CTA urging Premiers to take action on interprovincial trade barriers in trucking

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OTTAWA, Ont. — The Canadian Trucking Alliance is urging Canada’s premiers to make progress on promises made more than six months ago that would strengthen domestic trade between provinces and territories by reducing barriers to trade flows. Last August, Canada’s premiers announced they would be working to harmonize transportation regulatory codes and eliminate those standards and regulations that are “unjustifiable” barriers to trade in the transportation sector. The Premiers instructed ministers responsible to do this work by July.

CTA initially welcomed the news, having long argued that since trucking is primarily regulated by the provinces, the industry is subject to a patchwork quilt of provincial regulations and standards. With the July deadline fast approaching, CTA is looking to see some progress and has written to the Council of the Federation (whose membership is made up of the provincial premiers).

At the same time, CTA recognizes there will be difficulties. For starters, the alliance is not sure whether the hodgepodge of trucking regulations meets governments’ definition of a “trade barrier,” and to that end, which ones will be deemed “unjustifiable.” Regardless CTA says that differences in regulations can create artificial competitive imbalances.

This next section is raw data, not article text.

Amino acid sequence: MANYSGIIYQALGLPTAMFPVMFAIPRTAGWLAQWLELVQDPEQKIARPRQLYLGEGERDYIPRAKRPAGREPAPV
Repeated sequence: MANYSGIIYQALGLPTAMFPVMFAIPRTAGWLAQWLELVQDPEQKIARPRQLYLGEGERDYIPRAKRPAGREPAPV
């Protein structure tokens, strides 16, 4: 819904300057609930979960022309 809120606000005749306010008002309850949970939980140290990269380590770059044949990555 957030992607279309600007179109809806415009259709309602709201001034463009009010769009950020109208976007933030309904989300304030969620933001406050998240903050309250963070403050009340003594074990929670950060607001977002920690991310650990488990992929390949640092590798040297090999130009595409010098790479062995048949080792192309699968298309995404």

“Let me be clear, in some cases, differing regulations are appropriate given the different conditions that exist in each jurisdiction, and we would not suggest that harmonization is the right course in all cases and at all times,” said CTA CEO David Bradley in his letter to the council. “But certainly in other areas these differences do constitute barriers to fair competition and barriers to effective trade and in these cases harmonization is not only desirable it is essential.”

CTA says that the lack of harmonization in trucking regulations is most harmful in three key areas: the National Safety Code (NSC) for Trucks, truck weights and dimensions standards, and taxes on new tractors and trailers.

Bradley says he hopes there will be progress on modernizing some of the rules that govern the industry, but admits, “It will take the political commitment of the Premiers, the development of new models for consensus building and decision-making, and a re-energizing of existing ones.”

“We are under no illusions as to the difficulties associated with this task,” he says. “But we must move forward to ensure that Canada has the efficient, productive, reliable and predictable supply chain it needs to compete and win now and in the future.”

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